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Curr Opin Struct Biol. 2014 Jun;26:131-8. doi: 10.1016/j.sbi.2014.06.007. Epub 2014 Jul 17.

The robustness and innovability of protein folds.

Author information

1
Department of Biological Chemistry, Weizmann Institute of Science, Rehovot 76100, Israel.
2
Department of Biological Chemistry, Weizmann Institute of Science, Rehovot 76100, Israel. Electronic address: dan.tawfik@weizmann.ac.il.

Abstract

Assignment of protein folds to functions indicates that >60% of folds carry out one or two enzymatic functions, while few folds, for example, the TIM-barrel and Rossmann folds, exhibit hundreds. Are there structural features that make a fold amenable to functional innovation (innovability)? Do these features relate to robustness--the ability to readily accumulate sequence changes? We discuss several hypotheses regarding the relationship between the architecture of a protein and its evolutionary potential. We describe how, in a seemingly paradoxical manner, opposite properties, such as high stability and rigidity versus conformational plasticity and structural order versus disorder, promote robustness and/or innovability. We hypothesize that polarity--differentiation and low connectivity between a protein's scaffold and its active-site--is a key prerequisite for innovability.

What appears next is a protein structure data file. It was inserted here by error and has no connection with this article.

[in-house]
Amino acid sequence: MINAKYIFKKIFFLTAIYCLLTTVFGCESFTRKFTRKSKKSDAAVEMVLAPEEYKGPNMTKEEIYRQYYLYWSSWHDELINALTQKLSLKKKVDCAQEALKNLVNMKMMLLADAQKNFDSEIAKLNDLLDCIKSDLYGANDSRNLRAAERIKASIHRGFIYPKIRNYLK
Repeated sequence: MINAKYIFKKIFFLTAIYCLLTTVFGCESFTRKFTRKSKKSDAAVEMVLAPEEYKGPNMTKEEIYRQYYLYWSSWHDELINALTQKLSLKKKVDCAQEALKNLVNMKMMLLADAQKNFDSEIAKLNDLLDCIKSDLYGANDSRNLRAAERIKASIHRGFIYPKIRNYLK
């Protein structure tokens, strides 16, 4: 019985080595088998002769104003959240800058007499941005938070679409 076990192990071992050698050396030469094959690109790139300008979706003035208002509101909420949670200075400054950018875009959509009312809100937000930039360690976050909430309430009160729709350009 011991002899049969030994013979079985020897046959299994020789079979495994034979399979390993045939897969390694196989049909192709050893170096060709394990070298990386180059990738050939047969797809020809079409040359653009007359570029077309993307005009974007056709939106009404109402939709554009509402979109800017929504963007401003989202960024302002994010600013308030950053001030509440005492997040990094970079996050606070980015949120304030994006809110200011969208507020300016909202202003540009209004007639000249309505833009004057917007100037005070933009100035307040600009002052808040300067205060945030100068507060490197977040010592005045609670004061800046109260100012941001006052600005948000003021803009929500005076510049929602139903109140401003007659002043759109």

PMID:
25038399
DOI:
10.1016/j.sbi.2014.06.007
[Indexed for MEDLINE]

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